Report: SolarWinds Hackers Targeting IT Supply ChainMicrosoft Says Nobelium APT Is Eyeing Resellers, Tech Service Providers
The nation-state actor behind the 2020 cyberattack targeting SolarWinds customers - Nobelium - is continuing its campaign to target the global IT supply chain, according to a new advisory from Microsoft, which says 140 resellers and technology service providers have been notified that they have been targeted by the group, and as many as 14 have been compromised.
See Also: Automating Security Operations
Nobelium, which the U.S. government has connected to Russia's foreign intelligence service, or SVR, is now targeting partners that customize, deploy and manage cloud services, Microsoft warns. Several cybersecurity experts contend that it is further proof the Russian government will take drastic steps to gather sensitive intelligence.
In technical guidance released alongside the advisory, Microsoft warns that Nobelium's latest tactics do not attempt to exploit software vulnerabilities. Instead, the group is reportedly leveraging password sprays, token theft, API abuse and spear-phishing to compromise user accounts and gain privileged access.
Tom Burt, Microsoft's corporate vice president of customer security and trust, says in the advisory: "We believe Nobelium ultimately hopes to piggyback on any direct access that resellers may have to their customers' IT systems and more easily impersonate an organization's trusted technology partner to gain access to their downstream customers.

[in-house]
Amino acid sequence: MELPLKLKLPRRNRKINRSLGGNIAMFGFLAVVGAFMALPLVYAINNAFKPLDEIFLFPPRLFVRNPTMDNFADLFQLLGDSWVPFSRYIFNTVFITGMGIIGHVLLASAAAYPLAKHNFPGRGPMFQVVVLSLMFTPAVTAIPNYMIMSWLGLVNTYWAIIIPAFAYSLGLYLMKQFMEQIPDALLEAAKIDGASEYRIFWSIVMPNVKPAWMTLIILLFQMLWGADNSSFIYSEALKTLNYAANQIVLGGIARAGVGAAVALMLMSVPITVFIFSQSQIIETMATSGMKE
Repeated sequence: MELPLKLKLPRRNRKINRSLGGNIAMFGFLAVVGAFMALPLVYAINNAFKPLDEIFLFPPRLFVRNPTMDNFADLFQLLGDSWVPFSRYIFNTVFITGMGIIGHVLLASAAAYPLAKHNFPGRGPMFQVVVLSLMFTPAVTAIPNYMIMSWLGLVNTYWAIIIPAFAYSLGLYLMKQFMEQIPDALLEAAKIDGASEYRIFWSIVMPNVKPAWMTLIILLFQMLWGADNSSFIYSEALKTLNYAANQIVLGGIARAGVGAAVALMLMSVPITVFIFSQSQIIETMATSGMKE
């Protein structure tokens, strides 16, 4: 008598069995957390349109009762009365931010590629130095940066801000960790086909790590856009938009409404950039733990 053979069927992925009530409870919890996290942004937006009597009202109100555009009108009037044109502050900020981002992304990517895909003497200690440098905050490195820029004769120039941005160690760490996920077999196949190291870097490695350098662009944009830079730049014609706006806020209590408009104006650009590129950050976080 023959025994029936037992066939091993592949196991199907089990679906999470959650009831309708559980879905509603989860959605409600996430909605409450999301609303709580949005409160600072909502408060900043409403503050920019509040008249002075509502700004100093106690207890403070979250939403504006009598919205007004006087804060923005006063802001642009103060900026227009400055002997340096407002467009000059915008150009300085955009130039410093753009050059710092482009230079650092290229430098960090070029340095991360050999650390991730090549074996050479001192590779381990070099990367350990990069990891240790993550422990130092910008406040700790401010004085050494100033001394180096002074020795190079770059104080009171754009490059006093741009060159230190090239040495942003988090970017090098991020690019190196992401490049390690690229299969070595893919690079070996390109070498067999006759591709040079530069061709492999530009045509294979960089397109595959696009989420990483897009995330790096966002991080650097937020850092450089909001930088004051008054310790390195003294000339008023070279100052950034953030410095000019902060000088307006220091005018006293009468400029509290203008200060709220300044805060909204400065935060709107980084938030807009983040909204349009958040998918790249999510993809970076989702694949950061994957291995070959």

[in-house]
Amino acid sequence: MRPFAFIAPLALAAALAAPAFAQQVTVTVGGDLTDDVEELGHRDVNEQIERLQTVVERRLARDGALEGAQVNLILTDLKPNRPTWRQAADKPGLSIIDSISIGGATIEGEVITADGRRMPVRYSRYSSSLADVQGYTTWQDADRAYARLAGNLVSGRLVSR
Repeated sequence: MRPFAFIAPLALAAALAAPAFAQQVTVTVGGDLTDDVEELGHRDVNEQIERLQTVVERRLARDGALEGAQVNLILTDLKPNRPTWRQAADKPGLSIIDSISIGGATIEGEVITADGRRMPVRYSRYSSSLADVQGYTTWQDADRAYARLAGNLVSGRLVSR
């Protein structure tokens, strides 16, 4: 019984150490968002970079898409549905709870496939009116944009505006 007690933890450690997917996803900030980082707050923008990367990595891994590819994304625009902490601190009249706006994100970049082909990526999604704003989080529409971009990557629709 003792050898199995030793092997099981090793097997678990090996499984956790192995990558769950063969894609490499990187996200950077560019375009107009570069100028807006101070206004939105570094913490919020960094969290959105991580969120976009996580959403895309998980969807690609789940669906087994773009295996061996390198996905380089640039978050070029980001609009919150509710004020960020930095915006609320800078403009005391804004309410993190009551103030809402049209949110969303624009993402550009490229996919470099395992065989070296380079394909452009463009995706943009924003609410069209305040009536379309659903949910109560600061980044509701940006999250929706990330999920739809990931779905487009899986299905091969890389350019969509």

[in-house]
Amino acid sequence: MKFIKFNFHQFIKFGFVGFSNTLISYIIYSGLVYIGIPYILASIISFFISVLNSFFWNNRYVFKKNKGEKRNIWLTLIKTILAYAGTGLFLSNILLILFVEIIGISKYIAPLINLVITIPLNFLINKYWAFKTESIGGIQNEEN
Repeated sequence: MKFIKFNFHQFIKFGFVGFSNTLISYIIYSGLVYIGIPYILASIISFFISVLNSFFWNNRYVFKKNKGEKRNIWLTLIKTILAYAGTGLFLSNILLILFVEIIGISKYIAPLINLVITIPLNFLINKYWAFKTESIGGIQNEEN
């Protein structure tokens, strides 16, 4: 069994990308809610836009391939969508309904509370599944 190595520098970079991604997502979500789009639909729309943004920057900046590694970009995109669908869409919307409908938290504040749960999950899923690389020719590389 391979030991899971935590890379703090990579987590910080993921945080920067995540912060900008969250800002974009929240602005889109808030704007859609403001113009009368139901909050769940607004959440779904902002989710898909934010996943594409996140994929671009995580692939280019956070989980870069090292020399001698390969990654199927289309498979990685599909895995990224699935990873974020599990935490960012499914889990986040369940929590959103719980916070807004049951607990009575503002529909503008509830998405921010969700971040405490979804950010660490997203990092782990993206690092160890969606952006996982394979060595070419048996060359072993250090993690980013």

"Fortunately, we have discovered this campaign during its early stages," Burt continues, noting that Microsoft began observing the activity in May 2021. "And we are sharing these developments to help [those affected] take timely steps to help ensure Nobelium is not more successful."
Nobelium APT: An Active Threat
Microsoft adds that the attacks are a part of a larger wave of Nobelium activity in 2021. Between July 1 and Oct. 19, the advisory states, Microsoft informed 609 customers that they had been attacked 22,868 times by Nobelium, though the success rate was in the low single digits. Microsoft says that, by comparison, prior to July 1, 2021, it notified customers of nation-state attacks 20,500 times over three years.
Charles Carmakal, SVP and CTO of the security firm Mandiant, which assisted in the identification of this new wave of activity, adds, "This attack path makes it very difficult for victim organizations to discover they were compromised and investigate the actions taken by the threat actor.
"[This] shifts the initial intrusion away from the ultimate targets, which in some situations are organizations with more mature cyber defenses, to smaller technology partners," Carmakal continues. "Similar to the victimology observed in the 2020 campaign, the targets of this intrusion activity appear to ultimately be government organizations and other organizations that deal in matters of interest to Russia."
Jake Williams, a former member of the National Security Agency's elite hacking team, and co-founder and CTO of the security firm BreachQuest, calls Nobelium "a truly persistent adversary" and warns that it is "one of the best in the threat actor ecosystem at remaining undetected after a remediation attempt."